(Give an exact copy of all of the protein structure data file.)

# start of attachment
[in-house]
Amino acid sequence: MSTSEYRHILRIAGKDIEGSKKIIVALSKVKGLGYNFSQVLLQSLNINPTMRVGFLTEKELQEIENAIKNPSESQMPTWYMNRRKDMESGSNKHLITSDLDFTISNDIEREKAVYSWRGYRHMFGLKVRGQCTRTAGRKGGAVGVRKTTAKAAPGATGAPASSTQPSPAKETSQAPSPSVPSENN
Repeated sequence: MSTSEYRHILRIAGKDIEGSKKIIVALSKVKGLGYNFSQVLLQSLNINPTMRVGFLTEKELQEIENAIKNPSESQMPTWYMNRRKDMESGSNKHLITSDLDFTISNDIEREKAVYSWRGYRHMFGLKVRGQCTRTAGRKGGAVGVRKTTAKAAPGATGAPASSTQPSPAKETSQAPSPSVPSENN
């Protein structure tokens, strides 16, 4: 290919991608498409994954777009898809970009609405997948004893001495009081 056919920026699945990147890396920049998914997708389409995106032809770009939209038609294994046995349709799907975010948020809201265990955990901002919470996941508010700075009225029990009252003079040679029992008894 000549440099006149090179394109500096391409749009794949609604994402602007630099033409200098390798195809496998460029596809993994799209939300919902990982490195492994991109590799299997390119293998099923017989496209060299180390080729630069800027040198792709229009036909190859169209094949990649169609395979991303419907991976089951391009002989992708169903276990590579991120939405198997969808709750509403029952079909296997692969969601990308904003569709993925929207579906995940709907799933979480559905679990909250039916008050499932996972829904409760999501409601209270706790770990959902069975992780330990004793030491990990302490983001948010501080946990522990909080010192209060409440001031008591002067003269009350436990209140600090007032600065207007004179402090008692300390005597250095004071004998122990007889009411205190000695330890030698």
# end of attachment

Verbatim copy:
[in-house]
Amino acid sequence: MSTSEYRHILRIAGKDIEGSKKIIVALSKVKGLGYNFSQVLLQSLNINPTMRVGFLTEKELQEIENAIKNPSESQMPTWYMNRRKDMESGSNKHLITSDLDFTISNDIEREKAVYSWRGYRHMFGLKVRGQCTRTAGRKGGAVGVRKTTAKAAPGATGAPASSTQPSPAKETSQAPSPSVPSENN
Repeated sequence: MSTSEYRHILRIAGKDIEGSKKIIVALSKVKGLGYNFSQVLLQSLNINPTMRVGFLTEKELQEIENAIKNPSESQMPTWYMNRRKDMESGSNKHLITSDLDFTISNDIEREKAVYSWRGYRHMFGLKVRGQCTRTAGRKGGAVGVRKTTAKAAPGATGAPASSTQPSPAKETSQAPSPSVPSENN
């Protein structure tokens, strides 16, 4: 290919991608498409994954777009898809970009609405997948004893001495009081 056919920026699945990147890396920049998914997708389409995106032809770009939209038609294994046995349709799907975010948020809201265990955990901002919470996941508010700075009225029990009252003079040679029992008894 000549440099006149090179394109500096391409749009794949609604994402602007630099033409200098390798195809496998460029596809993994799209939300919902990982490195492994991109590799299997390119293998099923017989496209060299180390080729630069800027040198792709229009036909190859169209094949990649169609395979991303419907991976089951391009002989992708169903276990590579991120939405198997969808709750509403029952079909296997692969969601990308904003569709993925929207579906995940709907799933979480559905679990909250039916008050499932996972829904409760999501409601209270706790770990959902069975992780330990004793030491990990302490983001948010501080946990522990909080010192209060409440001031008591002067003269009350436990209140600090007032600065207007004179402090008692300390005597250095004071004998122990007889009411205190000695330890030698």